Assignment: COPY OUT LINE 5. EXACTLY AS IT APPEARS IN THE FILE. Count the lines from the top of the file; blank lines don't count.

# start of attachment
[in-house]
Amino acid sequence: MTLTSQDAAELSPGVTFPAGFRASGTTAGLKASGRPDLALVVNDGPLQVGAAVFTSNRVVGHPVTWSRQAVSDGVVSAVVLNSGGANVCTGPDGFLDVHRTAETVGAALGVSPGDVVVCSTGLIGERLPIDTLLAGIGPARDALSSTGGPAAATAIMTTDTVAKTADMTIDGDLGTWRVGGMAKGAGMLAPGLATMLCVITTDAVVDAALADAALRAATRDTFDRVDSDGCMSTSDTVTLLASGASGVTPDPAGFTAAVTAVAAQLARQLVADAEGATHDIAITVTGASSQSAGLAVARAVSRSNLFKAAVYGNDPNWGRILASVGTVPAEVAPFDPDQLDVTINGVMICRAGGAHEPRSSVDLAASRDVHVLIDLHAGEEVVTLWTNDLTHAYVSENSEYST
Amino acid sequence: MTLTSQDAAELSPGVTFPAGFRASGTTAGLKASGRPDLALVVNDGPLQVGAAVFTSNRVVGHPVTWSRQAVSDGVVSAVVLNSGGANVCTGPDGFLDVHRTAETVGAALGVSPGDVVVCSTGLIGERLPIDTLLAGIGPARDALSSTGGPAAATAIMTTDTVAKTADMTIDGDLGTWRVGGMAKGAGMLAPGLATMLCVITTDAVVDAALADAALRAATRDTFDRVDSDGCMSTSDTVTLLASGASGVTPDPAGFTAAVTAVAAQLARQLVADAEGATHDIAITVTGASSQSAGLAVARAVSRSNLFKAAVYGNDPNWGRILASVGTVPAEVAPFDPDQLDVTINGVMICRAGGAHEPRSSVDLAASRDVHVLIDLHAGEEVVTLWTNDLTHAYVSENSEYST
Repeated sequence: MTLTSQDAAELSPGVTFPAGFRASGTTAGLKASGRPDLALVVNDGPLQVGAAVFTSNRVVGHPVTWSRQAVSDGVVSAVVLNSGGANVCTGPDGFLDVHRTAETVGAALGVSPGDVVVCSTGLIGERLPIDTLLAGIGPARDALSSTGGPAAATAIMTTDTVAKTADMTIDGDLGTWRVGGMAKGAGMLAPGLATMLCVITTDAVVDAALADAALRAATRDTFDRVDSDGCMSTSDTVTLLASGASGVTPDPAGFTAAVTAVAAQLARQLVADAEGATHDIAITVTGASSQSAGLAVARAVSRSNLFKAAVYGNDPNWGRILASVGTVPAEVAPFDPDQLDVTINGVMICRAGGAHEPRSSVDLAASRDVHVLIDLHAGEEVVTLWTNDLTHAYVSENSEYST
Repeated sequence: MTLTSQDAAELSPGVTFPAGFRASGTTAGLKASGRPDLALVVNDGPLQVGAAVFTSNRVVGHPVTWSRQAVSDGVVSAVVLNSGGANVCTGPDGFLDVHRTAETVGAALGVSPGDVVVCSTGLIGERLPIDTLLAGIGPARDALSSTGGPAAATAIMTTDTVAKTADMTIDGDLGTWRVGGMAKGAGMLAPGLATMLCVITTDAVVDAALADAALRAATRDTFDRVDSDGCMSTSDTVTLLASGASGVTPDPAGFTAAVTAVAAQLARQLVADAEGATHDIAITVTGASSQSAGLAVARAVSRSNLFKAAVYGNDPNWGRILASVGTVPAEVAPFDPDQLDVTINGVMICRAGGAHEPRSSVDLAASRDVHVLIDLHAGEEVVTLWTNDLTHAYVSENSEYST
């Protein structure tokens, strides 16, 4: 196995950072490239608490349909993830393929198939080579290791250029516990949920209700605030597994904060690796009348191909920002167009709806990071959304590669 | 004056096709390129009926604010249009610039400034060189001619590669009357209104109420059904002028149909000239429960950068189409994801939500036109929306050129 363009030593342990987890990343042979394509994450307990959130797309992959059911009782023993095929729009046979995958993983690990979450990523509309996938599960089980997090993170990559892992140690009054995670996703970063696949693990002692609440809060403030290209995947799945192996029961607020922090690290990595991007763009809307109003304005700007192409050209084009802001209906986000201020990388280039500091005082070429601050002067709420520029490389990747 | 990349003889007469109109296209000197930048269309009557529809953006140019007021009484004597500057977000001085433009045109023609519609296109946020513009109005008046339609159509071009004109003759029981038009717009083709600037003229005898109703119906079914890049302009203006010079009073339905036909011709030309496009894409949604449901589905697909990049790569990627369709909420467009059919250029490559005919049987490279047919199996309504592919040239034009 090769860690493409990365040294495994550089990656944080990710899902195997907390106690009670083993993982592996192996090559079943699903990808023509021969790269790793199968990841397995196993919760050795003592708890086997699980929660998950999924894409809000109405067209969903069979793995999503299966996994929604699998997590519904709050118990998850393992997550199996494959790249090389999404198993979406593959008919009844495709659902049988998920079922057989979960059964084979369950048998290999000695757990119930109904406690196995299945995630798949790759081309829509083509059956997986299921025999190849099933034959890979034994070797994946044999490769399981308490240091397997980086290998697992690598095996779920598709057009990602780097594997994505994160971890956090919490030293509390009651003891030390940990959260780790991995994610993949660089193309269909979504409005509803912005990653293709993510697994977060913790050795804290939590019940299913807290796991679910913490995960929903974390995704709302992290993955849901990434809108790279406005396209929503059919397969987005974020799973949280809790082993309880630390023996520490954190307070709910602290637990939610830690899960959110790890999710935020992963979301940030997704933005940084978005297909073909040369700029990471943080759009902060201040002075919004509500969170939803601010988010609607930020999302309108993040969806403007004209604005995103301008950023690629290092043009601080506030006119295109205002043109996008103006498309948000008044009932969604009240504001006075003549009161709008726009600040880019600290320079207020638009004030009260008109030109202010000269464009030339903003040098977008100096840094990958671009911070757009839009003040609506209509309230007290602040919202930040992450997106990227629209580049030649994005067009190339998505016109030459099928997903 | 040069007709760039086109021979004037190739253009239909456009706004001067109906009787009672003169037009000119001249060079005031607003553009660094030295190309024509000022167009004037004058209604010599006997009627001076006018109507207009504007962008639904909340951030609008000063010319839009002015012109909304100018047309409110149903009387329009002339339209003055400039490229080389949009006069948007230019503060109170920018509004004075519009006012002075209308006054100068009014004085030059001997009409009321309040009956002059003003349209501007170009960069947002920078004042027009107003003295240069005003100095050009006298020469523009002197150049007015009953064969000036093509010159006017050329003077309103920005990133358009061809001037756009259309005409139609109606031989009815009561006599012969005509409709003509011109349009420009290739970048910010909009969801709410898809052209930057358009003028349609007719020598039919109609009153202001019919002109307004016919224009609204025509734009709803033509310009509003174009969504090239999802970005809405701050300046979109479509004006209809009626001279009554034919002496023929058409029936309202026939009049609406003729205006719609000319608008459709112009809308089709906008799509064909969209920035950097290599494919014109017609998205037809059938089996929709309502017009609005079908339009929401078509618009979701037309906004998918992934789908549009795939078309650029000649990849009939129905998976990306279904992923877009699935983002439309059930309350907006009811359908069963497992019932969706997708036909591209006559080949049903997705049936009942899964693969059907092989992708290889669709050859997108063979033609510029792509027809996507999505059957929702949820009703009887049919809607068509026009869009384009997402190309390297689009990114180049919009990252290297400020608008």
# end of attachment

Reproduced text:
Repeated sequence: MTLTSQDAAELSPGVTFPAGFRASGTTAGLKASGRPDLALVVNDGPLQVGAAVFTSNRVVGHPVTWSRQAVSDGVVSAVVLNSGGANVCTGPDGFLDVHRTAETVGAALGVSPGDVVVCSTGLIGERLPIDTLLAGIGPARDALSSTGGPAAATAIMTTDTVAKTADMTIDGDLGTWRVGGMAKGAGMLAPGLATMLCVITTDAVVDAALADAALRAATRDTFDRVDSDGCMSTSDTVTLLASGASGVTPDPAGFTAAVTAVAAQLARQLVADAEGATHDIAITVTGASSQSAGLAVARAVSRSNLFKAAVYGNDPNWGRILASVGTVPAEVAPFDPDQLDVTINGVMICRAGGAHEPRSSVDLAASRDVHVLIDLHAGEEVVTLWTNDLTHAYVSENSEYST